Page images

Nor shrink to quit, when quit we must,

Our bodies cast away.

In sunshine, and in gloom, may we

To Him the helm confide!
To Him for strength—for wisdom flee,

Whatever may betide!



When earthly joys glide fast away,

When bopes and comforts flee,
Wben foes beset, and friends betray,

I turn, my God, to Thee.
Thy nature, Lord, no change can know,

Thy promise still is sure,
And ills can ne'er so hopeless grow

But Thou canst find a cure.
Deliverance comes most bright and blest

At danger's darkest hour;
And man's extremity is best

To prove Almighty power.
High as Thou art, Thou still art near

When suppliants succours crave;
And as thine ear is swift to hear,

Thy arm is strong to save.


J. A. W.

(Written on being presented with the flower so called, by my Sister.) MEEK flower of unpretending hue, Of starry eye, and pallid blue, That springes in the woodland wayOr purest, ’mid the hedgerows gay, Through tufted grass,—'neath hawthorn shade; Sweet tenant of the gladsome glade, The sunny bank, the twilight dell, Who shall thy modest merits tell? Who sing thy praise in simple lay, Fair daughter of the lovely May? The stranger, as he pensive roves, When spriugtide blossoms scent the groves, Perchance may view, with heedless eye, Full many a flower of brighter dye,And e'en regardless pass the bed, Where secret violets perfume shed: Then sighing pause, while thoughts of home Fast crowding o'er the spirit come; And half forget his lonely lot, Where gleams thy smile—"Forget me not.” Of days of infant mirth it tellsOf young imagination's spells, When fields below, and skies above, Were radiant all with hopé and love;

And life seemed all a verdant plain,
Where frowned not cares, nor entered pain :
-Of hours passed in fraternal play,
Where streamlets dash, with mimic spray,
Round mossy stone, -or murmuring glide,
'Neath willow boughs their waves to hide.

And when we stray those paths along,
Made vocal by the woodland song;
Or o'er the verdant meadows roam,
Where wild bees love to seek their home;
Or in the sylvan glade repose,
While foliaged ramparts round us close ;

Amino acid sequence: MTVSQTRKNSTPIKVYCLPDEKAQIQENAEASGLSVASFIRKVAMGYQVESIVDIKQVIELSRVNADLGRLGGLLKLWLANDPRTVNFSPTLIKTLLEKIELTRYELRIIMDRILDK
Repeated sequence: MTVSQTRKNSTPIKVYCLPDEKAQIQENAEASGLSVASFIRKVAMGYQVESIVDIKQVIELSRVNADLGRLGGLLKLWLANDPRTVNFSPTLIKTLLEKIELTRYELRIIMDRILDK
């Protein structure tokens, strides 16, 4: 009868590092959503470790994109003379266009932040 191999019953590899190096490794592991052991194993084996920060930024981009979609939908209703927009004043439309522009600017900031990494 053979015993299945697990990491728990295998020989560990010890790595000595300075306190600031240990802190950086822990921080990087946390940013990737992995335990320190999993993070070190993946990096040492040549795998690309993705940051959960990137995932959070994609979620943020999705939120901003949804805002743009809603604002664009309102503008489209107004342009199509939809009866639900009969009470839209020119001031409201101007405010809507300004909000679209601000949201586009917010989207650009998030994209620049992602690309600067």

Let each low plant-each floweret spread
Upon the turf their footsteps tread,
-A preacher in such tranquil spot,
Exclaim-“0, man, forget me not!

Forget not thou the wondrous skill, That formed me at thy Maker's will: Forget not that the fearful Power Which earth sustains, decks too the flower! Though suns, though planets own his might, Which called them from the womb of night, Not less His wisdom meets thy view, Where the green herb drinks in the dew, And insect bowers their tenants shield, —Those flitting pilgrims of the field !”

Yes, O my God! thy voice I hear
In all the seasons of the year;


In every scene of night or day,
Thy wisdom hails me on my way;
All, all, -or high or low, proclaim
The glory of thy awful name!
And though a frail and fleeting thing,
Fain would I of that glory sing,
And pray,—unworthy though I be,
That Thou would'st e'en Forget not me.



Ay, there was one, the first I ever loved,
As child loves child,—my hopes did hover round,
Gaily as butterflies around the flower,
The early beauteous flower of summer-tide;
And years of absence only to our love
Added new strength, until we all but met,
All but became companions once again.
But, Oh, our trysting-spot was where the earth,
In new-raised mound, pressed on her pulseless

And the sad sighing of the chilly breeze
That shook the sere leaf from the shivering bough,
Or vacant passenger's discordant mirth,
The only sounds that fell upon my ear!
Long has the dim and melancholy hour
Elapsed; but never from


mind can fade Remembrance of my wintry pilgrimage

To the first grave, in which the heart itself Seems to descend, pressed down by tearless woe; While time-untutored feelings scarce may own-. Scarce may conceive corruption and the worm Reigning below the turf whereon we gaze.



WOMAN all exceeds In ardent sanctitude and pious deeds, And chief in Woman charities prevail, That soothe when sorrow or disease assail. As dropping balm medicinal instils Health when we pine, her tears alleviate ills, And the moist emblems of her pity flow As Heaven relented with the watery bow. Let pearls embellish tresses, dew the morn, But beauties more divine the maid adorn, When mourning him she loved, her tender tear, That else had blest his bed, imbathes his bier.

Ask the poor pilgrim on this convex cast, His grizzled locks distorted in the blast; Ask him what accent soothes, what hand bestows The cordial beverage, garment, and repose; 0, he will dart a spark of ancient flame, And clasp his tremulous hands, and Woman


« PreviousContinue »